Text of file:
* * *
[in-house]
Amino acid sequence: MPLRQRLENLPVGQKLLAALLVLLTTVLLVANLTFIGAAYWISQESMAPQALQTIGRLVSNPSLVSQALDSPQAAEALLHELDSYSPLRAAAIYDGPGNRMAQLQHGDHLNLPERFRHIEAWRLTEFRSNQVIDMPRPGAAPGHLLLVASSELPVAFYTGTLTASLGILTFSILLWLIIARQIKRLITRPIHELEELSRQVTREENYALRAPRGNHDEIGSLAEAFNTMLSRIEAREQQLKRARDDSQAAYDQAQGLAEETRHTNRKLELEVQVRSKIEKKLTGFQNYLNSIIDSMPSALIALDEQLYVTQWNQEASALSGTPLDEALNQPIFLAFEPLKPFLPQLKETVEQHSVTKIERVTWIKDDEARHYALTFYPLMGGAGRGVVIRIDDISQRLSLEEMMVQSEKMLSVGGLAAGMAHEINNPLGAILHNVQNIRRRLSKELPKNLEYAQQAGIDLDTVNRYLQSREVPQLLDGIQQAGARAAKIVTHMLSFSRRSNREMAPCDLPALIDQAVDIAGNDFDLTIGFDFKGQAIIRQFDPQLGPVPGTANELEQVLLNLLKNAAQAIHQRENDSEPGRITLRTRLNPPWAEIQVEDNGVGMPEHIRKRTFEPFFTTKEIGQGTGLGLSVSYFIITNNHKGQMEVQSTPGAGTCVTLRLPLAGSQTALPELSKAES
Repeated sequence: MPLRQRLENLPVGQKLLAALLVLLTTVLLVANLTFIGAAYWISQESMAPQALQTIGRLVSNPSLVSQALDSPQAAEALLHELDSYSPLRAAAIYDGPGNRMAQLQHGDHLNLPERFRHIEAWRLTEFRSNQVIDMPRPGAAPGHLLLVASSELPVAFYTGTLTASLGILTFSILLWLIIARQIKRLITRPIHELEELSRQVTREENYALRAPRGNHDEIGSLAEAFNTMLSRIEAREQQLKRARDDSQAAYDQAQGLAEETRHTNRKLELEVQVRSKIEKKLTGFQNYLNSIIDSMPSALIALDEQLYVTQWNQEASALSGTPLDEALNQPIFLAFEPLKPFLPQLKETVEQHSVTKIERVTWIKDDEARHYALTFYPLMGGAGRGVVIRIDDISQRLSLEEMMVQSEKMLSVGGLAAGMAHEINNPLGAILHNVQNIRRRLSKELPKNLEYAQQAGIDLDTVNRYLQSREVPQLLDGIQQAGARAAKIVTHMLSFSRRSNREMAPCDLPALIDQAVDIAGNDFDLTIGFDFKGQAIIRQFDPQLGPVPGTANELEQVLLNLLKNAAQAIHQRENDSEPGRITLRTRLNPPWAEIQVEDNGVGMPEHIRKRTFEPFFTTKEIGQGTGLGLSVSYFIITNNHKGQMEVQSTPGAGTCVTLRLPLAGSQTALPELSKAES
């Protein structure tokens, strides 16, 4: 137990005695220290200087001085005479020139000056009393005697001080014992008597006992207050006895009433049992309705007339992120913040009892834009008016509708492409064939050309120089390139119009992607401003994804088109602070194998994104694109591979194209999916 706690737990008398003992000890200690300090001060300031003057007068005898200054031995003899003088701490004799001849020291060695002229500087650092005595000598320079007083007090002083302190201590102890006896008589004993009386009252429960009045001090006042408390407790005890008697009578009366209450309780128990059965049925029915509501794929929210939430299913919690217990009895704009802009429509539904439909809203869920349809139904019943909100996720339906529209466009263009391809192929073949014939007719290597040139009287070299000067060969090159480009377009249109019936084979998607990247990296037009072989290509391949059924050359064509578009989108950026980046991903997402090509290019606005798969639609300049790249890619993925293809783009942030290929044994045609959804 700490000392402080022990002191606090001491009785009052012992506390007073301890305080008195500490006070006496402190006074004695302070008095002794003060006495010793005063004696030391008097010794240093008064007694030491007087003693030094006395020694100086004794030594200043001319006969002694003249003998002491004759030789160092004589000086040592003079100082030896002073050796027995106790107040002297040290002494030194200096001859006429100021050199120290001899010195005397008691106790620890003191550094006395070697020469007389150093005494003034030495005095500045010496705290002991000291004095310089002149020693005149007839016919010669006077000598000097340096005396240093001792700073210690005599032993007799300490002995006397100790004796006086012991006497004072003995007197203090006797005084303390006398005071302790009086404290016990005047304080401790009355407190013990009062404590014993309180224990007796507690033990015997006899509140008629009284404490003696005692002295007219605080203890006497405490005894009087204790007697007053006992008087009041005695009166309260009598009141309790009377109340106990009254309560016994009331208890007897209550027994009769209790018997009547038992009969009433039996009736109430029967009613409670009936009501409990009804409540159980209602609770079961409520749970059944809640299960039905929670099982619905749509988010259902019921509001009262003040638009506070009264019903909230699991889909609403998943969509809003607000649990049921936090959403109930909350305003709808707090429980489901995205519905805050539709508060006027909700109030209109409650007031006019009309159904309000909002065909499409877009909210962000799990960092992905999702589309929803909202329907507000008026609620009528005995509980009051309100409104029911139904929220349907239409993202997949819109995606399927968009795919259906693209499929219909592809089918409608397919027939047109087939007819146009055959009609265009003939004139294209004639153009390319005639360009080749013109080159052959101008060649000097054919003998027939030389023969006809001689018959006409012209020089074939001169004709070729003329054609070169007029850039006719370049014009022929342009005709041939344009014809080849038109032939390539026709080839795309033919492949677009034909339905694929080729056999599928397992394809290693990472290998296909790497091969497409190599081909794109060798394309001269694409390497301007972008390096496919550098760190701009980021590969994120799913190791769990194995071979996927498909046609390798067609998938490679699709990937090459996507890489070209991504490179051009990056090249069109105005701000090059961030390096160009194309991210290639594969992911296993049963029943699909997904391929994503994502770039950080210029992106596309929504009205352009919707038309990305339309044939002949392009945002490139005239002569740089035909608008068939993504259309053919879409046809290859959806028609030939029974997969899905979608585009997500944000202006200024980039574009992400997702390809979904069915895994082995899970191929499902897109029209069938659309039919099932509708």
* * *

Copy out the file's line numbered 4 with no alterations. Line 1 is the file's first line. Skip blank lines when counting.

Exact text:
């Protein structure tokens, strides 16, 4: 137990005695220290200087001085005479020139000056009393005697001080014992008597006992207050006895009433049992309705007339992120913040009892834009008016509708492409064939050309120089390139119009992607401003994804088109602070194998994104694109591979194209999916 706690737990008398003992000890200690300090001060300031003057007068005898200054031995003899003088701490004799001849020291060695002229500087650092005595000598320079007083007090002083302190201590102890006896008589004993009386009252429960009045001090006042408390407790005890008697009578009366209450309780128990059965049925029915509501794929929210939430299913919690217990009895704009802009429509539904439909809203869920349809139904019943909100996720339906529209466009263009391809192929073949014939007719290597040139009287070299000067060969090159480009377009249109019936084979998607990247990296037009072989290509391949059924050359064509578009989108950026980046991903997402090509290019606005798969639609300049790249890619993925293809783009942030290929044994045609959804 700490000392402080022990002191606090001491009785009052012992506390007073301890305080008195500490006070006496402190006074004695302070008095002794003060006495010793005063004696030391008097010794240093008064007694030491007087003693030094006395020694100086004794030594200043001319006969002694003249003998002491004759030789160092004589000086040592003079100082030896002073050796027995106790107040002297040290002494030194200096001859006429100021050199120290001899010195005397008691106790620890003191550094006395070697020469007389150093005494003034030495005095500045010496705290002991000291004095310089002149020693005149007839016919010669006077000598000097340096005396240093001792700073210690005599032993007799300490002995006397100790004796006086012991006497004072003995007197203090006797005084303390006398005071302790009086404290016990005047304080401790009355407190013990009062404590014993309180224990007796507690033990015997006899509140008629009284404490003696005692002295007219605080203890006497405490005894009087204790007697007053006992008087009041005695009166309260009598009141309790009377109340106990009254309560016994009331208890007897209550027994009769209790018997009547038992009969009433039996009736109430029967009613409670009936009501409990009804409540159980209602609770079961409520749970059944809640299960039905929670099982619905749509988010259902019921509001009262003040638009506070009264019903909230699991889909609403998943969509809003607000649990049921936090959403109930909350305003709808707090429980489901995205519905805050539709508060006027909700109030209109409650007031006019009309159904309000909002065909499409877009909210962000799990960092992905999702589309929803909202329907507000008026609620009528005995509980009051309100409104029911139904929220349907239409993202997949819109995606399927968009795919259906693209499929219909592809089918409608397919027939047109087939007819146009055959009609265009003939004139294209004639153009390319005639360009080749013109080159052959101008060649000097054919003998027939030389023969006809001689018959006409012209020089074939001169004709070729003329054609070169007029850039006719370049014009022929342009005709041939344009014809080849038109032939390539026709080839795309033919492949677009034909339905694929080729056999599928397992394809290693990472290998296909790497091969497409190599081909794109060798394309001269694409390497301007972008390096496919550098760190701009980021590969994120799913190791769990194995071979996927498909046609390798067609998938490679699709990937090459996507890489070209991504490179051009990056090249069109105005701000090059961030390096160009194309991210290639594969992911296993049963029943699909997904391929994503994502770039950080210029992106596309929504009205352009919707038309990305339309044939002949392009945002490139005239002569740089035909608008068939993504259309053919879409046809290859959806028609030939029974997969899905979608585009997500944000202006200024980039574009992400997702390809979904069915895994082995899970191929499902897109029209069938659309039919099932509708």